Tuesday, September 10, 2013

An atmosphere of learning, 2013-2014

Nancy at Sage Parnassus recently shared in a post what their lesson schedule and home atmosphere is like. She has graduated two of her children already using Charlotte Mason's ideas and even seen them go on to get married.  I mention that only to say that when I read people like her, I take comfort in knowing that many like her have gone this way before.

This year, Seth is entering Year 5 (grade 5) and without intentionally doing it, our lesson work lines up almost perfectly with Ambleside Online's Year 5. I say without intention because I went through each of our subjects and the books/curriculum I use and found that we were still on track with most of the Ambleside selections for this year which pleasantly surprised me.

Here is a rough sketch of how our days typically go, with figuring in having Kate and Laura to attend to.

Our Bible time, which I now consider Morning Time since we do more than just read our Bibles and sing begins our day once Shane has finished Seth's math lesson and left for work.

Morning Time:
- Hymn singing
- Catechism using Starr Meade's Training Hearts, Teaching Minds which is based on the Shorter Catechism
- Memory work: Psalm 145
- Bible reading, continuing through 1 Samuel
- prayer
- a variety of readings, one each day: Mr. Pipes by Douglas Bond, Trial and Triumph, historical fiction (current selection is The Minute Boys of Lexington by Edward Stratemeyer),
- Nature guides (the daily reading from Naming Nature by Mary Blocksma and checking the calendar from Natural Science Through the Seasons by James Partridge
- review memorized poems
- folksongs
-art and composer study once a week
-history reading and narration (We're finishing up Story of the World Volume 3, Volume 4 is up next)

Then we break for a snack or lunch depending on when we get finished. Seth has an Independent Work List notebook where I write down tasks or assignments for him to complete on his own. Examples of work in a moment.

Here are some tasks from last week before we really started our lessons.

He can work on these anytime that we are not working on a subject together or when I need to take care of the girls, like give them baths or household work that I need to do. Taped to the inside cover of this notebook is his Morning Routine list which reminds him of everything he supposed to be doing before we are ready to start our Morning Time.  He has to complete this around Shane's work schedule so that he is available for his math lesson with Shane whenever Shane tells him to be ready.  It includes tidying his room, reading his Bible, reviewing catechism questions, Latin vocab, etc.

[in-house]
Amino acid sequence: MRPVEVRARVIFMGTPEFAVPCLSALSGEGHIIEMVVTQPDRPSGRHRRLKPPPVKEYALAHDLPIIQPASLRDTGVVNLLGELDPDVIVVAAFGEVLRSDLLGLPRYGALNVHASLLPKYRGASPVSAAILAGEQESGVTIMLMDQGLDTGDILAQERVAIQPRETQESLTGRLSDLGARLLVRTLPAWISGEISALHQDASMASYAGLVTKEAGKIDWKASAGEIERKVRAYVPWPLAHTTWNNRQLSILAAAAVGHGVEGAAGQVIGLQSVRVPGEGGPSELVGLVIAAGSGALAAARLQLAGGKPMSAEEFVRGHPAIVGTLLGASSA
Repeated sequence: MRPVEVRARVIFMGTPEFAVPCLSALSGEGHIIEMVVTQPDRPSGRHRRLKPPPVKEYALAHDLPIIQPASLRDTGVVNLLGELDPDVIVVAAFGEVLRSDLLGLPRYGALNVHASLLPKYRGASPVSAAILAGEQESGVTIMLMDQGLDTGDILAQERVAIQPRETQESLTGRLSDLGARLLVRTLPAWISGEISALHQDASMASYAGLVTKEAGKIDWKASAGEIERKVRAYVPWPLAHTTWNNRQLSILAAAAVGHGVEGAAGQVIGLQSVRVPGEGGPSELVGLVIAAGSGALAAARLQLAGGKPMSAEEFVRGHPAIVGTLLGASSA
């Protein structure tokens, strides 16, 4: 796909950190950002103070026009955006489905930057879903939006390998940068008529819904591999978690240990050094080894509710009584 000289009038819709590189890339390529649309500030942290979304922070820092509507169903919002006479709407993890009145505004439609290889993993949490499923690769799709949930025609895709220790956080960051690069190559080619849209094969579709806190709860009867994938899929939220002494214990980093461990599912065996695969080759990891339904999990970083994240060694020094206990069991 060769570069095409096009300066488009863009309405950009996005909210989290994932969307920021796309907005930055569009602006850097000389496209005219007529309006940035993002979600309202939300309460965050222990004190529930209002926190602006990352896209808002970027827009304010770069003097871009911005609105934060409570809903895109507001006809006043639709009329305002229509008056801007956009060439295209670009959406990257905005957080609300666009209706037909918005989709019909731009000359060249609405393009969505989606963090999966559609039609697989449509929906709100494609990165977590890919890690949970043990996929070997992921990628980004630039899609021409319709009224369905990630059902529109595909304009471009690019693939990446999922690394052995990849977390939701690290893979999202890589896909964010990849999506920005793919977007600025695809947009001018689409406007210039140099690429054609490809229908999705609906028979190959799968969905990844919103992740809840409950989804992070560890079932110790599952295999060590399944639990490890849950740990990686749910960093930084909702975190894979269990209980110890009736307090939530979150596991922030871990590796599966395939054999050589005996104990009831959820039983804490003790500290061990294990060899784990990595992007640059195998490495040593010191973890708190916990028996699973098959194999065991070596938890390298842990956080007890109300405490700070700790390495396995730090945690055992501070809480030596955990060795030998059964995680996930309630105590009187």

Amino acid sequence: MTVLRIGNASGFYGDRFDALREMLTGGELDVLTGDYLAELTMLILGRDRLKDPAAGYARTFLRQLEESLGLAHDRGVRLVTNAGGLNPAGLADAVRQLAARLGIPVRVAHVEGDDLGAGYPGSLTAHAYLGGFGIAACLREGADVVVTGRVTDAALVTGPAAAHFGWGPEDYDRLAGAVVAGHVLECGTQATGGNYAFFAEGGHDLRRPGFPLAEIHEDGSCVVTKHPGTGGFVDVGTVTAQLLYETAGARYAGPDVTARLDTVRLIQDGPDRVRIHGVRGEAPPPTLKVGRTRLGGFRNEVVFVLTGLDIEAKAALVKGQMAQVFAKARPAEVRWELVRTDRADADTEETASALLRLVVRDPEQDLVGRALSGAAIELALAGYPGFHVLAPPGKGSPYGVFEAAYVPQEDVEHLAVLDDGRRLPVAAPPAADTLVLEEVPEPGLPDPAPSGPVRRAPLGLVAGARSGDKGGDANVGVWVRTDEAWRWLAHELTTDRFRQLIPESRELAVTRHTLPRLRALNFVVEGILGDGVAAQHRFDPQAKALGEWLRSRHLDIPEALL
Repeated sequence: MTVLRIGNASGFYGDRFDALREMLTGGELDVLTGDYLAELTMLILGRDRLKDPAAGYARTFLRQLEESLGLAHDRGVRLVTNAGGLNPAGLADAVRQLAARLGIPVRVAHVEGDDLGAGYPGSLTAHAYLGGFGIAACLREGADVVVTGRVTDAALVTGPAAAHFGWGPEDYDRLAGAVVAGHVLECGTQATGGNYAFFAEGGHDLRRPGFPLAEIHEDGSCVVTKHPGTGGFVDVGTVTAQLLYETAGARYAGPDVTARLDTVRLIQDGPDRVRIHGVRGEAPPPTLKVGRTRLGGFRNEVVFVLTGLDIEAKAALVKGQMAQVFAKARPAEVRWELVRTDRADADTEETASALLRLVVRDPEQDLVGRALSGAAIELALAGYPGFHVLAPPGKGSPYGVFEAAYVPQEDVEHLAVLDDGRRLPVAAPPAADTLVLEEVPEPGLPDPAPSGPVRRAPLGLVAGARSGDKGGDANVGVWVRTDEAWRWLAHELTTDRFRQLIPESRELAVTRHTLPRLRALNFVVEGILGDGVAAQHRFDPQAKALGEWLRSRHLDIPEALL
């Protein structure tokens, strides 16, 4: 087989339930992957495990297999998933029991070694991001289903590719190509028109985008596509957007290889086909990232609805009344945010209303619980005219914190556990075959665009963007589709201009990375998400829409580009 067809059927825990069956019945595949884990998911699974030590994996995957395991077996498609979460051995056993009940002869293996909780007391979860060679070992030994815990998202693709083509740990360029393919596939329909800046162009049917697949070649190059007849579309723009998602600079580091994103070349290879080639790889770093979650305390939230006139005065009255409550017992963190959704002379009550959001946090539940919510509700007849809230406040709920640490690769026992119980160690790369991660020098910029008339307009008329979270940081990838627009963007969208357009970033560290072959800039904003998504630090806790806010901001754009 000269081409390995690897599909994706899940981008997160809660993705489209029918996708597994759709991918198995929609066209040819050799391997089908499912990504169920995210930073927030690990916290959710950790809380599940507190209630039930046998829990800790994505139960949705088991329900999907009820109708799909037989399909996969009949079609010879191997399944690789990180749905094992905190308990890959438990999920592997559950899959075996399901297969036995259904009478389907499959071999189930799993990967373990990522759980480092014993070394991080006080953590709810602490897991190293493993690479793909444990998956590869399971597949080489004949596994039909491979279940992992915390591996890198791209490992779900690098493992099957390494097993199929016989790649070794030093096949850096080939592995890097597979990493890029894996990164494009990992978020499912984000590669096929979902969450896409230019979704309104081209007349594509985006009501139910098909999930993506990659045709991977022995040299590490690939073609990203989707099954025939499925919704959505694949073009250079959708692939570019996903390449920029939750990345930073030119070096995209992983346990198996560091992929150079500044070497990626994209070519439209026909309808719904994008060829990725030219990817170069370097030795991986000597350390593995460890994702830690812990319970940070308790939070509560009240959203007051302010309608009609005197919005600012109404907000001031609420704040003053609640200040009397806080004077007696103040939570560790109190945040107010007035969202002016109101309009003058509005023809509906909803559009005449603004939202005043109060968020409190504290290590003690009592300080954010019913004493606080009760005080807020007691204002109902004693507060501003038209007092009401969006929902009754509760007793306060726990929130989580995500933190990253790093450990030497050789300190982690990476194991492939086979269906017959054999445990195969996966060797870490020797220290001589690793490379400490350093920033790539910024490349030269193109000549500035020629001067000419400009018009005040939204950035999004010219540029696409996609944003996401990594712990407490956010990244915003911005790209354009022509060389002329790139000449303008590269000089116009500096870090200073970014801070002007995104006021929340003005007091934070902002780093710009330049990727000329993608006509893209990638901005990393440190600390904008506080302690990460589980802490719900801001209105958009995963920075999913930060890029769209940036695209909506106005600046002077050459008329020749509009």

Other lessons we work on throughout the day include Grammar (First Language Lessons Level 4), Spelling (All About Spelling Level 5, only 2 lessons left), Latin (which is a mixture of Henle, Lingua Latina, and Visual Latin), Classical Writing: Aesop, Level B (new to us this year and so far so good, although it took awhile for me to wrap my head around how to do it, lots of prayer for understanding was sent up), Shakespeare, and Literature Read Alouds, (like Bullfinch's Age of Fable, Arthur Ransome's Swallowdale, and Daniel Defoe's Robinson Crusoe. Since I am only planning for four days a week, this leaves Friday open for things like Nature Walks/Journals, true Science lessons, Handicraft work(whittling), and any catch up work needed.  Also we are amassing quite a collection of nature items, some which need preservation or pressing so that takes time as well. And I confess, I'm probably the biggest contributor to our collections, but I really enjoy working with God's creation and learning how to care for all the things we find.

On his Independent Work List, he may have a reading and written narration assignment from George Washington's World by Genevieve Foster, soon to move on to her Abraham Lincoln's World. Or he will have a map drawing assignment, (so far we have completed S. America, Australia and surroundings, and Canada with N. America) or play a geography game online or complete a map puzzle. He will have copywork or drawing lessons to work on, and new this year, typing lessons.  Also he will have to read and complete both an oral and written narration from his Nature Reader.  You get the idea, work that he can do without my full attention needed.